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Building Healthy Boundaries

By William DeFoore, Ph.D.

 

 

How To Create Lasting, Fulfilling Relationships

When we are clear and focused within ourselves, boundaries automatically emerge and begin to move into place in our marriage or other type of relationship.

In other words, boundaries are to some extent established subconsciously, as a result of mature self-love. Another dimension of boundaries requires our consciously focused attention and effort. We will look at these two levels in terms of our commitment to ourselves and to our relationships.

Picture three concentric circles. The inner circle represents commitment to self, the next ring represents the role we play in the relationship and the outer ring represents our commitment to the relationship itself. You will notice there is no mention of commitment to the other person—that’s their job.



1. COMMITMENT TO SELF

Our first priority in a relationship with another is our commitment to ourselves. This is not selfish, it's merely practical.

Your best friend has just been in a car wreck and needs your help. You want to get there as fast as you can, but it's a few miles away and your car's gas tank is on empty. Do you ignore this and zoom off to the rescue? Of course not. You get some gas before making the trip. By the same token, we each need to take care of our own needs to some extent before we go about trying to give to others.

It's really very simple. You are the center of your universe. Everything you see, hear, feel and experience goes out in concentric spheres from your point of awareness there in the center of your world. This is not some weird idea, it's pure rational fact.
Your self, your universe as you perceive it, is what you carry into any relationship you enter. All of your cumulative life experience, your “family baggage”, your emotional and behavioral patterns are part of what you bring.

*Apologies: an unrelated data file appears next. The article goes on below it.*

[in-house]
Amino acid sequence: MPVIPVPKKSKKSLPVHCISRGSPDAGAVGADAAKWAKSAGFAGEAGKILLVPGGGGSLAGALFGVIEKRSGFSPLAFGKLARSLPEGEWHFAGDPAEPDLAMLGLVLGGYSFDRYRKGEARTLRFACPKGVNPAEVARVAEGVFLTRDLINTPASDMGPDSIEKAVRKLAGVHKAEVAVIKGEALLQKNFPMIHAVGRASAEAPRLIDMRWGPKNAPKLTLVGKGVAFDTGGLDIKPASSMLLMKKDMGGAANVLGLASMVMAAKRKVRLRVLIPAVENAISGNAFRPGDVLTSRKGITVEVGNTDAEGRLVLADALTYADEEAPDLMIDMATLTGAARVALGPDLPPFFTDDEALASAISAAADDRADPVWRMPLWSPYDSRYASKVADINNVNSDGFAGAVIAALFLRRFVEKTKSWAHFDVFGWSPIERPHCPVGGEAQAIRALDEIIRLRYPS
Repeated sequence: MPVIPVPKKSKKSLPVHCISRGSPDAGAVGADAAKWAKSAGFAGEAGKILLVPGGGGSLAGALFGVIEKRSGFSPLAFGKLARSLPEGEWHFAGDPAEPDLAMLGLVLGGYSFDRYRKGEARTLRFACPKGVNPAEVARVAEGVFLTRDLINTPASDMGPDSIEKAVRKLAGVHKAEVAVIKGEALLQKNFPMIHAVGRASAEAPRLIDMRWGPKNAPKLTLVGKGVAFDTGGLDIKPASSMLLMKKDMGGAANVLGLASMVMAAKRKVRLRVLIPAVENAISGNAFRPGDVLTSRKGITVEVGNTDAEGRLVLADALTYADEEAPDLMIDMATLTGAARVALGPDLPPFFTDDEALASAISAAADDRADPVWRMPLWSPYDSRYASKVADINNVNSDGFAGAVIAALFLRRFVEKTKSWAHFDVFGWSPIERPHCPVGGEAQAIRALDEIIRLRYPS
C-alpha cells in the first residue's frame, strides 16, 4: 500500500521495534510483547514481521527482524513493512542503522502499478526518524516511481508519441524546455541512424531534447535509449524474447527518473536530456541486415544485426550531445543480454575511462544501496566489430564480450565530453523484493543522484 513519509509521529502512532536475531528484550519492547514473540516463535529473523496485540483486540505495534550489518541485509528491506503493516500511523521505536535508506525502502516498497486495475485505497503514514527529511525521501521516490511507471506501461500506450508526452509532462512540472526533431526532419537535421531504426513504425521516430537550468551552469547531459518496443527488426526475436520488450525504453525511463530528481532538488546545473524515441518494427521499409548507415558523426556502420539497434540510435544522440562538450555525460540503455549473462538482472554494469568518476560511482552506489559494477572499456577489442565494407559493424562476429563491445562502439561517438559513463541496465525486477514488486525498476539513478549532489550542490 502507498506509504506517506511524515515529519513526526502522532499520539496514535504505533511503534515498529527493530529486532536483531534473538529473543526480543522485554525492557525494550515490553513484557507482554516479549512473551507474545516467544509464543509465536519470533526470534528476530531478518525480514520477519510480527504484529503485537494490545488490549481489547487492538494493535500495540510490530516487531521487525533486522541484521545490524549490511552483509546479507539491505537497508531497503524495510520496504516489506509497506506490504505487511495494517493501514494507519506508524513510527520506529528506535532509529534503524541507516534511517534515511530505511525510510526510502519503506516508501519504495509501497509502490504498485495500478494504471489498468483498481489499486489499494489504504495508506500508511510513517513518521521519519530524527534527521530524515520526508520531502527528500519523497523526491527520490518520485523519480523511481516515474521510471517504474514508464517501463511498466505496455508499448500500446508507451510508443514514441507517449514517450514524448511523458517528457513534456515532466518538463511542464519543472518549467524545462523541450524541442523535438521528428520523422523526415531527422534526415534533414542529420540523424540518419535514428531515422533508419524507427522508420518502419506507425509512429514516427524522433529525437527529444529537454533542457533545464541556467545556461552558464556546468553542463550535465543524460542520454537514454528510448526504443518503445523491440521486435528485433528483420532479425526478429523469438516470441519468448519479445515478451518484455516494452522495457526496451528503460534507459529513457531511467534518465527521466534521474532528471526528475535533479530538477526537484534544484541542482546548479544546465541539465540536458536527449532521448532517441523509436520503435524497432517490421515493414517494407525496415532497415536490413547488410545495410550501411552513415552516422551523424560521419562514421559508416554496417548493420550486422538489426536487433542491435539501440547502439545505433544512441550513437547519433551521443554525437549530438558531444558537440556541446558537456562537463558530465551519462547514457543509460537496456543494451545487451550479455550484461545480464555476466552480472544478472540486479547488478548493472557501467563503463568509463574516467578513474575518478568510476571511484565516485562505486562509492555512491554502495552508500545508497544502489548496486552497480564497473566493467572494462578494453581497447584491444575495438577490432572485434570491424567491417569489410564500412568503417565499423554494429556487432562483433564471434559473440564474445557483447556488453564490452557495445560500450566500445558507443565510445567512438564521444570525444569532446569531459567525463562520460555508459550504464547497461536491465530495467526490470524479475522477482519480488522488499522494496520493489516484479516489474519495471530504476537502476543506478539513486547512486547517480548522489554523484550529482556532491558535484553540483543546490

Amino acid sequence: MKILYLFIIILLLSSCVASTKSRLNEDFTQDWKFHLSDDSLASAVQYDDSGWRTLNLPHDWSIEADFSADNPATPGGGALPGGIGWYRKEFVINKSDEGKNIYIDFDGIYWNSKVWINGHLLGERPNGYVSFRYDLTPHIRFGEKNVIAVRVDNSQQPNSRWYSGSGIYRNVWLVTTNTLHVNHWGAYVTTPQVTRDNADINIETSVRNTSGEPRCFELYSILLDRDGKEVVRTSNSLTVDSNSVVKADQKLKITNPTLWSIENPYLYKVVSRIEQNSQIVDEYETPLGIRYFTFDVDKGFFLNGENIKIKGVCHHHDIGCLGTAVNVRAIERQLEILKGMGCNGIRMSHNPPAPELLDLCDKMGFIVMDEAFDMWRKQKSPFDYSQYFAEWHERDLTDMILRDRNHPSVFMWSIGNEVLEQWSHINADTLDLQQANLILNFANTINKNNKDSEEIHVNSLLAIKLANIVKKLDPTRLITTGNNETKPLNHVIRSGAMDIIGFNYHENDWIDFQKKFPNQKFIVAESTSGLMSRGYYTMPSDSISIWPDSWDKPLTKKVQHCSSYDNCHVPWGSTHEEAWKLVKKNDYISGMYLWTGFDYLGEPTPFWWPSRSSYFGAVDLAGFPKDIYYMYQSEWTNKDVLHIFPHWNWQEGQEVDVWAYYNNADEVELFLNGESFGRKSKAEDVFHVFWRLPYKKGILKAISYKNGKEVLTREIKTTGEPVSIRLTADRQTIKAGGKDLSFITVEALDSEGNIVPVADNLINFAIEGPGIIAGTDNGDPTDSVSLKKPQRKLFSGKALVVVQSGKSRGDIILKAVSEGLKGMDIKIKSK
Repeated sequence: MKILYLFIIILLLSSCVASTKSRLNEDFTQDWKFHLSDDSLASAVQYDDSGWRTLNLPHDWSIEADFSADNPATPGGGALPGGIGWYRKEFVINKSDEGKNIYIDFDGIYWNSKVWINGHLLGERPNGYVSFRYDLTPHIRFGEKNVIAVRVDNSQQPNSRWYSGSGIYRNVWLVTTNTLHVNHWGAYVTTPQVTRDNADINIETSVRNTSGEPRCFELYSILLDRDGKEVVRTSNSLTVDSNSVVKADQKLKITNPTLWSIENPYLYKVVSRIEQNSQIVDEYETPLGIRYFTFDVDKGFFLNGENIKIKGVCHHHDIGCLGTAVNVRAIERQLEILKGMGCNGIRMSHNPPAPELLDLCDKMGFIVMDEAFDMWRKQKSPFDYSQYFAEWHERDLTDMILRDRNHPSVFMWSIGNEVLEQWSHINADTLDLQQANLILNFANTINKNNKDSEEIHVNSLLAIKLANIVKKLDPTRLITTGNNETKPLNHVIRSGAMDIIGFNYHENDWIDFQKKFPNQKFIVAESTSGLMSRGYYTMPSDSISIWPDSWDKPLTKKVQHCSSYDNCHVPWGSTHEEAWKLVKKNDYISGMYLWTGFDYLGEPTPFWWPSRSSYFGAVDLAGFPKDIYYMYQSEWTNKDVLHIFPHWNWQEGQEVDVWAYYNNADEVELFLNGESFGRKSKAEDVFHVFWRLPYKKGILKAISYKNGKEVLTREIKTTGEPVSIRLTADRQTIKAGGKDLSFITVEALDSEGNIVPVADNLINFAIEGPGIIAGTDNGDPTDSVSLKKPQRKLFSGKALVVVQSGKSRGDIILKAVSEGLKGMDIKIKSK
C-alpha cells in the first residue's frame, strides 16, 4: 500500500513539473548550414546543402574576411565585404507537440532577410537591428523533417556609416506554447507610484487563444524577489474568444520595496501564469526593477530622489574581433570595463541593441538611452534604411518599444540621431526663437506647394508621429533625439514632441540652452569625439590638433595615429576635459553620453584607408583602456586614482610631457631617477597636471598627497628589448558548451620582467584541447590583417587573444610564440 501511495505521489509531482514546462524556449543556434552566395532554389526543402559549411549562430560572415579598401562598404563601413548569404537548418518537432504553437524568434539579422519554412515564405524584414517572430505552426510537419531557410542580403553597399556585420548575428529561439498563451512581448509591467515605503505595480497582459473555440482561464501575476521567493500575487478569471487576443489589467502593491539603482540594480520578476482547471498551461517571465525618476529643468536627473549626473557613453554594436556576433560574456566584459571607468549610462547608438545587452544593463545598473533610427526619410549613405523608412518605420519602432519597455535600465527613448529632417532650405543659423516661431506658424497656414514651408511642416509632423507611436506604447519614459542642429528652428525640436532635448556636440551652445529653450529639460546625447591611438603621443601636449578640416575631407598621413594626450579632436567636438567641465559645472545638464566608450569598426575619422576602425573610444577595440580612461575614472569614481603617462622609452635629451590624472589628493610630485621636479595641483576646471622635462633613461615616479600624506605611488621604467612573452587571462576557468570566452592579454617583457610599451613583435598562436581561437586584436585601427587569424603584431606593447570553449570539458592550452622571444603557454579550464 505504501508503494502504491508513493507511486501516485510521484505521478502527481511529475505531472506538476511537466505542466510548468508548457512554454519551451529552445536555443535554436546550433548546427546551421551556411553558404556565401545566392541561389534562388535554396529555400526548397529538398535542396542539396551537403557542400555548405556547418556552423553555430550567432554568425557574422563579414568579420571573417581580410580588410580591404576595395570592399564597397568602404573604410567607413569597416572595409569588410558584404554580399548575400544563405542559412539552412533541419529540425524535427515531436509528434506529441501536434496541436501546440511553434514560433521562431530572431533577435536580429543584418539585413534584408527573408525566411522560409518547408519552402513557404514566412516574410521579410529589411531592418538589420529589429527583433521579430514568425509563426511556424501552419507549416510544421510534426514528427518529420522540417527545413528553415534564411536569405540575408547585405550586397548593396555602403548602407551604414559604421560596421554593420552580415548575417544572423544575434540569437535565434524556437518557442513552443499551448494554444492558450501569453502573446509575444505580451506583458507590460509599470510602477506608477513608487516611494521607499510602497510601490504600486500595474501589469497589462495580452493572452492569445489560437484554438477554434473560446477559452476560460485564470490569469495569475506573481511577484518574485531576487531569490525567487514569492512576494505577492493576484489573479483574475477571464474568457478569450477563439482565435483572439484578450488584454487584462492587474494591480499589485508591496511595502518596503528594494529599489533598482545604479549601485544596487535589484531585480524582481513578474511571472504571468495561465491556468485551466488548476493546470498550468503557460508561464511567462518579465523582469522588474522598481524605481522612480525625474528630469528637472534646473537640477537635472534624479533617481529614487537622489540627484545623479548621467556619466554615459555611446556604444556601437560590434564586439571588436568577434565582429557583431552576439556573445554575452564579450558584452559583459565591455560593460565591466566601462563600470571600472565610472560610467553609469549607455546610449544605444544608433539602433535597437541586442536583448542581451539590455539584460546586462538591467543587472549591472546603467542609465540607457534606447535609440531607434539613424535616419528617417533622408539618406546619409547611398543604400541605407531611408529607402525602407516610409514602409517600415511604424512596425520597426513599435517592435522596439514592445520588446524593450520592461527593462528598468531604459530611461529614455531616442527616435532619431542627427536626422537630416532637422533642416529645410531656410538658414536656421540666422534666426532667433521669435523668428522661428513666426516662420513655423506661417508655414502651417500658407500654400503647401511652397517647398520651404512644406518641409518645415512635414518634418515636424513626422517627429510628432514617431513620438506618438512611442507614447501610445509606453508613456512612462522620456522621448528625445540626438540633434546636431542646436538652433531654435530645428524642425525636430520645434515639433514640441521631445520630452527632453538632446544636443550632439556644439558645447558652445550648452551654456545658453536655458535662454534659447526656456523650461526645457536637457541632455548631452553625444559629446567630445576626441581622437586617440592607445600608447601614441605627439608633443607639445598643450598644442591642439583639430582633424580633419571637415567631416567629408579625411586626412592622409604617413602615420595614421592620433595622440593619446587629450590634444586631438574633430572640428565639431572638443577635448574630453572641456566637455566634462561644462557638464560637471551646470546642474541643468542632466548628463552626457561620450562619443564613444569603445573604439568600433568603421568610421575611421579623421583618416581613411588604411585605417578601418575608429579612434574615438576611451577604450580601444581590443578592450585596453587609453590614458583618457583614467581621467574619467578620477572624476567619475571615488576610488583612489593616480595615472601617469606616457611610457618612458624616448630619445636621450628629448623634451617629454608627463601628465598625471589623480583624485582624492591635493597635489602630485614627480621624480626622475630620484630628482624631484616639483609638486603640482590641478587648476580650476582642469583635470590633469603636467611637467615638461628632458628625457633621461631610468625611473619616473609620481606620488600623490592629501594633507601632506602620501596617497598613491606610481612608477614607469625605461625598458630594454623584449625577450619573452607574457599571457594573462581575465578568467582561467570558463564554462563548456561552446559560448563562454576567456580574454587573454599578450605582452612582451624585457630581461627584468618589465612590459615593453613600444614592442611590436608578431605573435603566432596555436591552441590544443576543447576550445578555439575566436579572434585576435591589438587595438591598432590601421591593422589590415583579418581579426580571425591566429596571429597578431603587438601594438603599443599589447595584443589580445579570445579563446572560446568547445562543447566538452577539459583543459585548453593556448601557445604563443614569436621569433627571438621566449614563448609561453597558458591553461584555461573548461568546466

You are responsible for what you contribute to the relationship. The other person is responsible for his or her own contribution. This means simply that you have the job of maintaining your own physical, emotional mental and spiritual health. That way you bring a healthy person into the relationship, which is a true gift to your partner.

Let's look at some of the inner dimensions to your relationship with yourself. The physical self is closer to the surface and more observable than any of the other aspects. We share our thoughts and ideas more easily and readily than we do our emotions, so the mental self would be next.

Our emotional self goes very deep into our being and much of it is subconscious. Our emotions are more private than many of our thoughts, so we may see them as closer to the core of our being.

You might say that the spiritual self or the spiritual aspects of love are at the heart of who we are. Our spiritual feelings, experiences and beliefs are deeper and more private than perhaps any other aspect of who we are. The spiritual dimension naturally expands to include the emotional, mental and physical self as focus and development occur at this deepest level of relationship.

This is our first work in creating a healthy relationship with another. It takes two basically healthy, growing people to make a healthy relationship.

2. COMMITMENT TO ROLE

We are each responsible for the role we play in our relationships. It is a mistake to make our role totally dependent on the behavior of the other. For example, "I would be a better husband if she would only . . .” The truth is that you are responsible for the kind of husband or wife you are, no matter what your spouse may or may not do. Your role is your creation and responsibility."

By taking charge of defining your role as husband, wife, lover, friend, mother, father, son, daughter, boss or employee, you are empowering yourself in the relationship and removing yourself from the victim position. The tricky part about this is that our basic training for these roles was in our family of origin and early childhood experience. This is one of the reasons that family-of-origin work is so important as a part of any couples or relationship counseling process.